Day Three:  Continue reading history books, mostly the "Core" selections.  Day Three is usually Map Day, so we'll mark maps and talk about what has happened so far in history - informally, not using the Socratic method ;)  
Day Three is also the day I'd choose to read the Literature selection to a younger, Lower Grammar student who is not reading confidently.  (Although, it could be any day of the week, as it usually takes only one reading session)
Day Four:  Finish reading History books; add in an In-Depth selection if desired.  Start hands-on project if it will be an involved project.
Day Five:  Hands-on day!  Choose one or two projects, complete during History time.  Students also complete their Literature "Activity Page" (affectionately known as their "SAP") this day.  
A shot of a Lower Grammar SAP.  Focus:  summarizing information in her stories.

Part Two -  This Year's Reality:

Day One:  Have a set-up meeting to look at topic & books for the week.  Darling Grammar Girl picks out a hands-on activity from the list on the Student Pages, then sighs, "But we probably won't get to it, right Mom?"
Day Two:  Read History books together.  Snuggled.  On my favorite chair.  Under a blanket. 
Day Three:  Read more history books together.  Snuggled.  On my favorite chair.  Under a blanket.  Usually, we'll work on her Lapbook together, completing 1 or 2 books.
Day Four:  Supposed to be hands-on day.  But - like she said - we usually don't get to it.  I really want to improve this next year!!!
Day Five:  This is discussion day for her older siblings.  We try to finish our week's lapbooks.  She usually wanders in to our discussions (it's the hot cocoa, I swear!) and makes some utterly funny, insightful, and cute comment.  Love that.

So.  There you have it.  A not-so-glamorous look at my Grammar week!  But before I go, let me just leave you with two things:

Lapbooks.  I love 'em.  I used to love creating them, designing them - but now, I love even more the Lapbook Kits!!!  Here's a shot of one of them in action:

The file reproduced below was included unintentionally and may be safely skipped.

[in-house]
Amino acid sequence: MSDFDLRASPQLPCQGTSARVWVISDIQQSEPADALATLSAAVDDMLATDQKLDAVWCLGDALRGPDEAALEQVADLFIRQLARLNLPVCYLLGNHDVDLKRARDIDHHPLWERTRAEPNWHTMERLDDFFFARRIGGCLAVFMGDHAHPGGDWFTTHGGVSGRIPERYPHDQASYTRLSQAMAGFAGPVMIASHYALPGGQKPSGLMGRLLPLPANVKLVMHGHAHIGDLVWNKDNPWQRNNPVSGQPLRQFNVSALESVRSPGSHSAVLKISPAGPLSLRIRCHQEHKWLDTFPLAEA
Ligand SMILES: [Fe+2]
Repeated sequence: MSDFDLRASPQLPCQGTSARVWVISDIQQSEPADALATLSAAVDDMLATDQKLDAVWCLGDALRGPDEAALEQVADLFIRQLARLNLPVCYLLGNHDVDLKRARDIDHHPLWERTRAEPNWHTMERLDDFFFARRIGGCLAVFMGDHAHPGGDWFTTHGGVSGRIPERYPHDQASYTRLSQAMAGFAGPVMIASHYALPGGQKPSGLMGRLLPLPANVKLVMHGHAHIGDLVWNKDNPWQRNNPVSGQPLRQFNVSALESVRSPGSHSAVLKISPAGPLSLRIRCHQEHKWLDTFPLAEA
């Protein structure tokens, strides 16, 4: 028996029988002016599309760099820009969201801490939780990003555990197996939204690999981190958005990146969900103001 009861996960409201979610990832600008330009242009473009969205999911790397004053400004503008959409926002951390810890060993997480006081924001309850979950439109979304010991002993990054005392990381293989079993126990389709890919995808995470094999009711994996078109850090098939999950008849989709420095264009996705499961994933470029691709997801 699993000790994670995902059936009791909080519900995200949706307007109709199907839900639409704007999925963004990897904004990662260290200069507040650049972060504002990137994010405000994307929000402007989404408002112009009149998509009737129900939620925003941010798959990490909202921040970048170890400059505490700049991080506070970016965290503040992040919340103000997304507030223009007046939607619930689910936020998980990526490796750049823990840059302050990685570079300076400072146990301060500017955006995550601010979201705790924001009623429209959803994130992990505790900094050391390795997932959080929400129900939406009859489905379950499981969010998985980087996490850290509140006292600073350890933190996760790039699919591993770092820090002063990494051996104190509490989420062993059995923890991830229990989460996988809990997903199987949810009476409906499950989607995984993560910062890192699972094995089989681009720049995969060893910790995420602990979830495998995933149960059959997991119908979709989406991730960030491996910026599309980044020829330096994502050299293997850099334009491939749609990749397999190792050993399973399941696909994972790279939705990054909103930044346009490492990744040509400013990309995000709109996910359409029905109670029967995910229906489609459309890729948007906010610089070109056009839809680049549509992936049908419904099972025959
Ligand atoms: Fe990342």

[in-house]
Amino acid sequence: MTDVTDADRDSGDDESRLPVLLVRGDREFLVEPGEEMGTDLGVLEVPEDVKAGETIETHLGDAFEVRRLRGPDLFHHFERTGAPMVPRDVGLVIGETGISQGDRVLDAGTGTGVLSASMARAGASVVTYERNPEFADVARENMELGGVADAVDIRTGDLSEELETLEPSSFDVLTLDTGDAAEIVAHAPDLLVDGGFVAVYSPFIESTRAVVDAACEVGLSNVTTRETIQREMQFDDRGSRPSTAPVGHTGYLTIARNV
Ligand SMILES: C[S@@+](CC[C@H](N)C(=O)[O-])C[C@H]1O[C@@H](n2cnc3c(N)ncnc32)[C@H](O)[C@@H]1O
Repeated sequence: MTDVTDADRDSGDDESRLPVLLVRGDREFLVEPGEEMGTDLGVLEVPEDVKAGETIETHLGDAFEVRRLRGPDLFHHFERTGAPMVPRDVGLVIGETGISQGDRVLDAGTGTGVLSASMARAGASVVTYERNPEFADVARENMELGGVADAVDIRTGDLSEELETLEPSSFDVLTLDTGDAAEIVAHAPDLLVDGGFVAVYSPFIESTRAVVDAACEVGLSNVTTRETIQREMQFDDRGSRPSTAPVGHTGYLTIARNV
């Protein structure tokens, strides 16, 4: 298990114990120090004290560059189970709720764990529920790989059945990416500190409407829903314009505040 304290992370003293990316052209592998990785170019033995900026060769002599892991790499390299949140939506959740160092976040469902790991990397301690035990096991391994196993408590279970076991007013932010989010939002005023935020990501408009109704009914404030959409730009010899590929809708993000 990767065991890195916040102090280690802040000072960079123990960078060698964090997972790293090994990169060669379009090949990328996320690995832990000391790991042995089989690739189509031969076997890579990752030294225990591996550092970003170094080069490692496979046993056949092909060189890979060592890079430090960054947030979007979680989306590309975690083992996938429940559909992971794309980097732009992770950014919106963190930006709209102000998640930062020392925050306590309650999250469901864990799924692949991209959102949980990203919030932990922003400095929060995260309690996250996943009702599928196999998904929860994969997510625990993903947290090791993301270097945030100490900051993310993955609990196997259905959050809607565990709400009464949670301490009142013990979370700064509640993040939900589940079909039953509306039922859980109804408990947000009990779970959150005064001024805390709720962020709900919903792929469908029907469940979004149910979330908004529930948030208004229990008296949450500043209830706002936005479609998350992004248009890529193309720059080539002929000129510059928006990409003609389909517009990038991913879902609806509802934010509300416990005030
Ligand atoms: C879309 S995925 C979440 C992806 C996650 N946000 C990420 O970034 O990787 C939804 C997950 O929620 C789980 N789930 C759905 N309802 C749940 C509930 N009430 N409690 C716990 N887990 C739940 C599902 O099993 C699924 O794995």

She had a lapbook about MLK Jr.'s "I Have a Dream" speech.  She was supposed to copy the phrases and glue them down, but I actually scrambled them for her and had her rearrange them in the correct order.  Worked better for us that way.

I'll have to add a picture of the finished product, but we really do enjoy these.  They're nice for showing grandparents, too!  (I should probably explain these more, but my post is already getting long!)

Tapestry Teacher Training Videos.  You know on Facebook, how you have those times when you wish there was a "Super Like" button?  That's how I feel about these videos.  I mean, they're amazing.  Encouraging, informative. . . . you really, REALLY need to watch these.  And look!  Yay, me - I figured out how to embed a couple!!!!

Tapestry of Grace | Grammar Level Overview from Tapestry of Grace on Vimeo.

 You think that one is good?  Listen to me people. Watch this next one.  Right. Now.  Then get your friends, and make them watch it.  Best. Homeschooling. Encouragement. Ever.

You won't regret it.  I promise.

Tapestry of Grace | Spiritual Encouragment for Homeschooling from Tapestry of Grace on Vimeo.

I just listened to it again.  It's that good.  Don't you think???

Thanks for listening.  Next in the series:  How I Organize Tapestry.  Sick of me yet??? :)


Sunday, March 25, 2012

Sunday Sentiments: Washing Machine Theology

You know, there's nothing that strikes terror into the heart of the mom of 5 like a puddle under the floor of the washing machine.